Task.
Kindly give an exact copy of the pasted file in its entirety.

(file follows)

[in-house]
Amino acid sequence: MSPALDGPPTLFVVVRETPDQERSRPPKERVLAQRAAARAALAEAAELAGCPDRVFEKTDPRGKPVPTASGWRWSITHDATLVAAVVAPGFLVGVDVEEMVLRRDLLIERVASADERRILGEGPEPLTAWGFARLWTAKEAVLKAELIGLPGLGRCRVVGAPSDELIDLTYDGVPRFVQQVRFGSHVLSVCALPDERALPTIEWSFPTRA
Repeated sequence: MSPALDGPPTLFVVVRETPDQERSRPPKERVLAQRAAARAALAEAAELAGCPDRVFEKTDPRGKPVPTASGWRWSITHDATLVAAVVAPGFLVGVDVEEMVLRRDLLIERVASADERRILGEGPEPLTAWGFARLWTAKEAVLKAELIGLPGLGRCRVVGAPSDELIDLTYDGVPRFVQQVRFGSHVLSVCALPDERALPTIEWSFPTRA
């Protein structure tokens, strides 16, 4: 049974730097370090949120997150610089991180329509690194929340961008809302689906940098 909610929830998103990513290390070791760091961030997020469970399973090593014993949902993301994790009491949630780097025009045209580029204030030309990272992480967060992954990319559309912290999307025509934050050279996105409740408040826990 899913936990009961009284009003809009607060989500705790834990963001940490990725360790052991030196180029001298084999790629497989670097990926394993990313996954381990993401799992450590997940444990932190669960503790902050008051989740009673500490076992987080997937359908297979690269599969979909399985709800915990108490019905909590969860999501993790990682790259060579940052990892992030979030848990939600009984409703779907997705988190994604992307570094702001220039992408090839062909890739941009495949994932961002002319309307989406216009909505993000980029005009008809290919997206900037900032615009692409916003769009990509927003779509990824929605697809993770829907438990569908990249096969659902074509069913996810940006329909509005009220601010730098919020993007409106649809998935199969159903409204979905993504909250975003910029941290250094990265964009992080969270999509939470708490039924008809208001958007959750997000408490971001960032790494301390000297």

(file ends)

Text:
[in-house]
Amino acid sequence: MSPALDGPPTLFVVVRETPDQERSRPPKERVLAQRAAARAALAEAAELAGCPDRVFEKTDPRGKPVPTASGWRWSITHDATLVAAVVAPGFLVGVDVEEMVLRRDLLIERVASADERRILGEGPEPLTAWGFARLWTAKEAVLKAELIGLPGLGRCRVVGAPSDELIDLTYDGVPRFVQQVRFGSHVLSVCALPDERALPTIEWSFPTRA
Repeated sequence: MSPALDGPPTLFVVVRETPDQERSRPPKERVLAQRAAARAALAEAAELAGCPDRVFEKTDPRGKPVPTASGWRWSITHDATLVAAVVAPGFLVGVDVEEMVLRRDLLIERVASADERRILGEGPEPLTAWGFARLWTAKEAVLKAELIGLPGLGRCRVVGAPSDELIDLTYDGVPRFVQQVRFGSHVLSVCALPDERALPTIEWSFPTRA
């Protein structure tokens, strides 16, 4: 049974730097370090949120997150610089991180329509690194929340961008809302689906940098 909610929830998103990513290390070791760091961030997020469970399973090593014993949902993301994790009491949630780097025009045209580029204030030309990272992480967060992954990319559309912290999307025509934050050279996105409740408040826990 899913936990009961009284009003809009607060989500705790834990963001940490990725360790052991030196180029001298084999790629497989670097990926394993990313996954381990993401799992450590997940444990932190669960503790902050008051989740009673500490076992987080997937359908297979690269599969979909399985709800915990108490019905909590969860999501993790990682790259060579940052990892992030979030848990939600009984409703779907997705988190994604992307570094702001220039992408090839062909890739941009495949994932961002002319309307989406216009909505993000980029005009008809290919997206900037900032615009692409916003769009990509927003779509990824929605697809993770829907438990569908990249096969659902074509069913996810940006329909509005009220601010730098919020993007409106649809998935199969159903409204979905993504909250975003910029941290250094990265964009992080969270999509939470708490039924008809208001958007959750997000408490971001960032790494301390000297």